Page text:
"You deny that she's weak," repeated Janet. "I wonder what your idea of strength is, Olive.""It is more than a pity, Bridget," said her governess in a severe tone. "I am sorry to have to open your eyes, my dear child; but in picking any of my roses you have taken an unwarrantable liberty."Mrs. Freeman could scarcely restrain her impatience.
"Yes, you ought. I'm going to give you a lovely description. Papa has had his dinner, and he's pacing up and down on the walk which hangs over the lake. He is smoking a meerschaum pipe, and the dogs are with him."
"Janet, I wish you would not speak in that bitter way."
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"You can please yourself about that," said Miss Patience, in her calmest voice. She left the room, closing the door behind her."Oh, oh, oh! if you're going to take her part, that is the last straw."
She was in every sense of the word an untamed creature; she was like a wild bird who had just been caught and put into a cage."No, Bridget, you cannot. You have been sent here to be under my care, and you must remain with me at least until the end of the term."From where they stood they obtained a very distinct although somewhat bird's-eye view of the winding avenue and quickly approaching carriage. Mrs. Freeman's tall and familiar figure was too well known to be worthy, in that supreme moment, of even a passing comment. Miss Patience looked as angular and as like herself as ever; but a girl, who sat facing the two ladies—a girl who wore a large shady hat, and whose light dress and gay ribbons fluttered in the summer breeze—upon this girl the eyes of the four watchers in the "Lookout" tower were fixed with devouring curiosity.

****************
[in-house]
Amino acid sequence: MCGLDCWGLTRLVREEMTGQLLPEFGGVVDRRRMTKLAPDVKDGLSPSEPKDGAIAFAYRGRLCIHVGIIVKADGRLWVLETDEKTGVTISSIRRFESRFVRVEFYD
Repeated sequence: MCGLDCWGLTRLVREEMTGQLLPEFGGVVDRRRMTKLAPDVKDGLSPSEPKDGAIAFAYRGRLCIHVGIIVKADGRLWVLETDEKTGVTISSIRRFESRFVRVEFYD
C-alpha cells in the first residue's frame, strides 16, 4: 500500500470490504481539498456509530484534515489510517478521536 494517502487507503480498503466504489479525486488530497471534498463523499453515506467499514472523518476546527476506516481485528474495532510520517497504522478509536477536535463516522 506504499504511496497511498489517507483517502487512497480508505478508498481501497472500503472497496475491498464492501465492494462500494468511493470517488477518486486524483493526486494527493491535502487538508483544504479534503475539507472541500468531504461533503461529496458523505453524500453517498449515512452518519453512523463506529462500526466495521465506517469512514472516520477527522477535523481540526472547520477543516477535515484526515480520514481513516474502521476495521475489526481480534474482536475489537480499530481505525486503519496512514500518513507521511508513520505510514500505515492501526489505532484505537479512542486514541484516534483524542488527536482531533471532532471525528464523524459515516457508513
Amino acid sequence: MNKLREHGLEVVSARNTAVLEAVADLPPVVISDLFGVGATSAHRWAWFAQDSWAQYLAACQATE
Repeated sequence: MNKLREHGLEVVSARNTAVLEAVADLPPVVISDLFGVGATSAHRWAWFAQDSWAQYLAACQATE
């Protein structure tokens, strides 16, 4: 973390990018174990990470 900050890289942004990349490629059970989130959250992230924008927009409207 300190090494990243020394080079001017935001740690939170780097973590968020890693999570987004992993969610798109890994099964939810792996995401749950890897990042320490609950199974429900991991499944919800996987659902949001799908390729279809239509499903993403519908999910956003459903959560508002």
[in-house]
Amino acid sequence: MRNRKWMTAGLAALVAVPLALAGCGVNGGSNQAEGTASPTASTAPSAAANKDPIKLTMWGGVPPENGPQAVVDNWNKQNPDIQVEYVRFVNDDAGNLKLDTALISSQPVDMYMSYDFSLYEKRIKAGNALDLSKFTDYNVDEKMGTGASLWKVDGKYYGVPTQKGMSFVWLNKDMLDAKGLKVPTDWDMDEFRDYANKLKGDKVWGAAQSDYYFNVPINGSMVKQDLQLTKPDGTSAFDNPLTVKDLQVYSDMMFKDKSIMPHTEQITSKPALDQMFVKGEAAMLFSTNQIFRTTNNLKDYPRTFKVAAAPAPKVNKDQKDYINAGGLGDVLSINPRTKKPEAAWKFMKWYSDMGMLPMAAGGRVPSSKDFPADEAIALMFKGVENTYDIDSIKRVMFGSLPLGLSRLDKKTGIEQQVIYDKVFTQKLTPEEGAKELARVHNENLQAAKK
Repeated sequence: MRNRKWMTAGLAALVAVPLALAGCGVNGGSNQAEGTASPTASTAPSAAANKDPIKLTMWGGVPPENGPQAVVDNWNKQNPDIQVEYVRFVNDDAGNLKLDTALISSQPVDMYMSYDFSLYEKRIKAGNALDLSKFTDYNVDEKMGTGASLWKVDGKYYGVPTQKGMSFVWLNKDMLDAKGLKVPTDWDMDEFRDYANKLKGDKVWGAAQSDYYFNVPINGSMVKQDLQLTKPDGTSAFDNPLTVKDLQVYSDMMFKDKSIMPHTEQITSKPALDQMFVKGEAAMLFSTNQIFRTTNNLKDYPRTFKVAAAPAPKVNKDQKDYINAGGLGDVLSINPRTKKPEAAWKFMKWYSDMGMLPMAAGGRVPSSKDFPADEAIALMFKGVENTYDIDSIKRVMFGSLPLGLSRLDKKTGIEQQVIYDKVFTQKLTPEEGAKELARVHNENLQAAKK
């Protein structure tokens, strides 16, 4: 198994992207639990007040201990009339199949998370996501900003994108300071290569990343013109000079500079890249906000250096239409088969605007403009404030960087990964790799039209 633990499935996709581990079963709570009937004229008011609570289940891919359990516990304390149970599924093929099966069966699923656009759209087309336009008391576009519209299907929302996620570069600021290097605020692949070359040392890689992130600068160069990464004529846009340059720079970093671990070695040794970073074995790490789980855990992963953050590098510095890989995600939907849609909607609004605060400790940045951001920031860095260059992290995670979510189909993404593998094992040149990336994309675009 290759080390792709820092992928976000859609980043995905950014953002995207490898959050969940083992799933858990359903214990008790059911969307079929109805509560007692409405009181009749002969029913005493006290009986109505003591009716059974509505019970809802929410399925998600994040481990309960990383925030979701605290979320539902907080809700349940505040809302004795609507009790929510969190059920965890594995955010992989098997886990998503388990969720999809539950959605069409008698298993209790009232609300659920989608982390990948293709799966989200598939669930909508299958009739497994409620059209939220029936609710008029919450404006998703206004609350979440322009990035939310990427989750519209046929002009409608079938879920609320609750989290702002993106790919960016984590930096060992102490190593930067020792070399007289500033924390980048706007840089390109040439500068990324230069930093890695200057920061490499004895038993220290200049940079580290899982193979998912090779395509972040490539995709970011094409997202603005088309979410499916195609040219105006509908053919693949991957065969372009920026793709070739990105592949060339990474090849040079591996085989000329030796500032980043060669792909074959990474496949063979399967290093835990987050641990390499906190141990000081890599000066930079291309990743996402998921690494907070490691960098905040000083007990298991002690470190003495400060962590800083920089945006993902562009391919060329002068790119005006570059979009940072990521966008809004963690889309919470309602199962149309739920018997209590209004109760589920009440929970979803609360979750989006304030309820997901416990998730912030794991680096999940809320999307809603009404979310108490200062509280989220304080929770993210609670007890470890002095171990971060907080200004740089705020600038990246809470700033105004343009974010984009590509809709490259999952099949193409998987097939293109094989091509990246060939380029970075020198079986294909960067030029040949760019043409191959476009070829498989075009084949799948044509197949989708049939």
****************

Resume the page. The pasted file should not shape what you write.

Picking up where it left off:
As she cut the blossoms off, she flung them into her white skirt, which she had raised in front for the purpose. Now, as she ran to meet Mrs. Freeman, the skirt tumbled down, and the roses—red, white, and crimson—fell on the ground at her feet.